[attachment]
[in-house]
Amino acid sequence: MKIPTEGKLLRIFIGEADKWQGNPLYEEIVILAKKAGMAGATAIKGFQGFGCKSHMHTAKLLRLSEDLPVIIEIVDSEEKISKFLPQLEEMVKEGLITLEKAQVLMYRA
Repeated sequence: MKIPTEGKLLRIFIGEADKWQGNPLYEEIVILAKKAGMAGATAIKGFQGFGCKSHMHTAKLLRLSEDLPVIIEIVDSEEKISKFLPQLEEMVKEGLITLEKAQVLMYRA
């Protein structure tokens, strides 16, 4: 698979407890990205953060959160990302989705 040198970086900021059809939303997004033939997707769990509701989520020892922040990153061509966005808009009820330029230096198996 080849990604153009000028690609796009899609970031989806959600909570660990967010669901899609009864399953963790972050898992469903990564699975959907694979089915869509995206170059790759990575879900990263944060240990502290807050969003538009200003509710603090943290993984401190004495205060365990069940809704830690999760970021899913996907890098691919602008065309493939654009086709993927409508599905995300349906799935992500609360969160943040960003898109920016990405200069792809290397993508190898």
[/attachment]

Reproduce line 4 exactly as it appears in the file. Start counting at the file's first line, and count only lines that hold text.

């Protein structure tokens, strides 16, 4: 698979407890990205953060959160990302989705 040198970086900021059809939303997004033939997707769990509701989520020892922040990153061509966005808009009820330029230096198996 080849990604153009000028690609796009899609970031989806959600909570660990967010669901899609009864399953963790972050898992469903990564699975959907694979089915869509995206170059790759990575879900990263944060240990502290807050969003538009200003509710603090943290993984401190004495205060365990069940809704830690999760970021899913996907890098691919602008065309493939654009086709993927409508599905995300349906799935992500609360969160943040960003898109920016990405200069792809290397993508190898």